IUSS Alert - 45 (January 2009)
Information for and from the global soil science community
Happy New Year!
The year 2008 is over and 2009 has just started. First of all, may it be a healthy and prosperous year for all of you! Although the world slipped in some sort of economic valley in 2008, the year has been a good one for soil science. Many new international projects have started, over 18,000 soil publications have been published, the appreciation for soils and our discipline is much on the rise, and so are job vacancies and student numbers - all indicators of the vigour of soil science. The world seems to refocus on real things that really matter and on real matters, including the soil. In 2008 the IUSS has stimulated and promoted soil science across the globe; one of the efforts has been an A4 flyer that briefly highlights the importance of soils. The flyer has been translated in Bahasa, Italian, Chinese, Japanese, Danish, Korean, Polish, Finnish, Russian, French, Spanish, Greek, Thai, Hungarian, and Turkish. They are all as PDFs on www.iuss.org and can be freely downloaded. Although the survival of our discipline depends on imagination and great new scientific development, it is with these flyers that we can educate and generate interest into the natural resource on which so much depends: the soil. Use them, and have a Happy 2009!
A new issue of Pedometron has been published in December. The chair of the Pedometrics commission, Murray Lark, notes that 2008 was a year with two centenaries: W.S. Gosset's paper on the probable error of a mean, and F. Haber's discovery of the nitrogen reduction to ammonia. There are reports from the Third Global Workshop on Digital Soil Mapping in Utah and from EuroSoil in Vienna. The Newsletter contains interesting articles on boundaries in linear relationships, on experiments using data-mining techniques for digital soil mapping, and the origin of the soil formation equation by Alex McBratney and Budiman Minasny. Three books are reviewed and the best paper for 2007 is announced. There are details on the new IUSS working group on proximal soil sensing, and there is the pedometrician and non-pedometrician profile. The Newsletter can be downloaded here www.iuss.org and on www.pedometrics.org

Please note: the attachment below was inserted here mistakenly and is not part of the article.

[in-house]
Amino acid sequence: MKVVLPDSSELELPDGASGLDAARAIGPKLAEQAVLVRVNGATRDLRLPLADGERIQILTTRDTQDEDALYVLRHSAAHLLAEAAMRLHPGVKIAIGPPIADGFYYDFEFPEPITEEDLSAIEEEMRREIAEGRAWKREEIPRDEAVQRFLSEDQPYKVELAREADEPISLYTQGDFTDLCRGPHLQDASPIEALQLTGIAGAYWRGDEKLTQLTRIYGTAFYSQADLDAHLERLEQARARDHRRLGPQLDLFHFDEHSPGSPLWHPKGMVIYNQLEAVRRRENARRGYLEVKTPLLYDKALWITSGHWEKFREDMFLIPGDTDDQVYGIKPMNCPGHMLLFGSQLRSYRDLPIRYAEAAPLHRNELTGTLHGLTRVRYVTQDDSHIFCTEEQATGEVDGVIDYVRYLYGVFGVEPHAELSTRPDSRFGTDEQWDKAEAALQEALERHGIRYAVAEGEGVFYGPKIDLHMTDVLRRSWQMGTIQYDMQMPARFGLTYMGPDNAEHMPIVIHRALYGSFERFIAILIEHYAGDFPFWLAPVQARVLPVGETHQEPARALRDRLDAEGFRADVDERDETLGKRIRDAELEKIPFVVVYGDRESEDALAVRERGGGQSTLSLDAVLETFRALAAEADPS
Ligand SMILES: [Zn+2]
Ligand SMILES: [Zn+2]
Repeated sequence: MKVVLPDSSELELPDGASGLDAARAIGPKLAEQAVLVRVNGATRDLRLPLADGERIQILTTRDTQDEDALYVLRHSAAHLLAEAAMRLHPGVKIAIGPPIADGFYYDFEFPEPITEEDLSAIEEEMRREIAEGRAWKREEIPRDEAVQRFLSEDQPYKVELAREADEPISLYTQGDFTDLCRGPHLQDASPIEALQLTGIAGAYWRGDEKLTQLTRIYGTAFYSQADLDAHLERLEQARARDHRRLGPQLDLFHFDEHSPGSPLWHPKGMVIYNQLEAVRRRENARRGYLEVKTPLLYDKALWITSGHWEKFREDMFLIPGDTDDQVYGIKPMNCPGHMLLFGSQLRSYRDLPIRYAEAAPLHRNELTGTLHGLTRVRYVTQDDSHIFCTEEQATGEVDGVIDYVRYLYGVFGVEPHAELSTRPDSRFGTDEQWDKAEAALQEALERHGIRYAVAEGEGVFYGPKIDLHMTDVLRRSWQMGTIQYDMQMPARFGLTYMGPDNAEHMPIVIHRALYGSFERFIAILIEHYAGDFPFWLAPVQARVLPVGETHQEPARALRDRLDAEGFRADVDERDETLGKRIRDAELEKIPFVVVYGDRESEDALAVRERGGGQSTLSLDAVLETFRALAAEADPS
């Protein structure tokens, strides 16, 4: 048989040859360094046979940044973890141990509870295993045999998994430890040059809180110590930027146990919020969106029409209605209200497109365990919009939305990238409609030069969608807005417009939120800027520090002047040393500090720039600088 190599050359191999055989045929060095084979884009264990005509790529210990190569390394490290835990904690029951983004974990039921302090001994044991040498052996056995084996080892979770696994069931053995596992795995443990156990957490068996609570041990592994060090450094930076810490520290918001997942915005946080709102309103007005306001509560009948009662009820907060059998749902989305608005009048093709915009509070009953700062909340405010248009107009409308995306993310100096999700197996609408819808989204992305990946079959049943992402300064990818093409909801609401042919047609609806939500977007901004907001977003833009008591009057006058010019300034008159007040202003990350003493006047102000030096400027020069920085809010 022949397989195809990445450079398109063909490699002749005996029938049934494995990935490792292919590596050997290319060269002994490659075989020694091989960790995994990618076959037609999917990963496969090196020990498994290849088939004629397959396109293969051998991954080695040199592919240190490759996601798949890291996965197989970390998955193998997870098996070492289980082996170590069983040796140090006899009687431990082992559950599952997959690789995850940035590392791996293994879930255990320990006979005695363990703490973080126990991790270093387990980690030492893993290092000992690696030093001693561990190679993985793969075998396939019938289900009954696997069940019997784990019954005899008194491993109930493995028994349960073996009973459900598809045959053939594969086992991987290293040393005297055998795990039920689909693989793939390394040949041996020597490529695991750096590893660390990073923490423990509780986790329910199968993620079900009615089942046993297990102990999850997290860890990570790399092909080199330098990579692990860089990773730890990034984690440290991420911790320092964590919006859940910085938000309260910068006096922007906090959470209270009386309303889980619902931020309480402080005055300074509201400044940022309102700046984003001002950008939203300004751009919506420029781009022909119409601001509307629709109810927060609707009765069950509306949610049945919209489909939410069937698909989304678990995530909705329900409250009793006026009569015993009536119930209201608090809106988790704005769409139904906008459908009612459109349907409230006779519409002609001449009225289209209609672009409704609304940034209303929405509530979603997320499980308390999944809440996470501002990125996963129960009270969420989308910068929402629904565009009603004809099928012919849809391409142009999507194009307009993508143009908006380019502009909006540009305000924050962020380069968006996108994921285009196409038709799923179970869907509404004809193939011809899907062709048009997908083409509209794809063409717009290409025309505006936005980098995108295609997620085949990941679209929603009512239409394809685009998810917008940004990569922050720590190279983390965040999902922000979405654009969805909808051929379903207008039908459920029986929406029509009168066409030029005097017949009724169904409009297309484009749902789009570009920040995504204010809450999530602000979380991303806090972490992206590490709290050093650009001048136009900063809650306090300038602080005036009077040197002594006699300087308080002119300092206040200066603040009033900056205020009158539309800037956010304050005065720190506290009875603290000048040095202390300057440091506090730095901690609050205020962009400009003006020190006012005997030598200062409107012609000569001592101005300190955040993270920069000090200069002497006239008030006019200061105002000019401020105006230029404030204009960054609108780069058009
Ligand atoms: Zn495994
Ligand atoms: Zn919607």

Online directory of soil science groups
Couple of new books
Microbiological Methods For Assessing Soil Quality. Edited by J. Bloem, Alterra, Wageningen, The Netherlands; D.W. Hopkins, University of Stirling, UK; A. Benedetti, Instituto Sperimentale per la Nutrizione delle Piante, Rome, Italy. With growing concern about the protection of soil quality and biodiversity many countries have established regional and national programmes to monitor soil quality. This book reviews the theory and practice of a range of the various microbiological methods used within these programmes. The first section gives an overview of approaches to monitoring, evaluating and managing soil quality. The second section provides a practical handbook with detailed descriptions of the methods. The methods are described in chapters on soil microbial biomass and numbers, soil microbial activity, soil microbial diversity and community composition, and plant-microbe interactions and soil quality. Finally, a census is given of the main methods used in over 30 European microbiological laboratories.
Videos on missions in space-time
Nature Video presents five short films on the future of physics. Recorded at the 2008 Nobel Laureate Meeting in Lindau, these films capture the conversations between young researchers and physics Laureates George Smoot, William Phillips, John Hall, David Gross and Gerardus 't Hooft. They grapple with universal ideas including dark matter, dark energy, the Large Hadron Collider, space-time and quantum computing. Click here to see these videos.
Conferences, meetings, workshops
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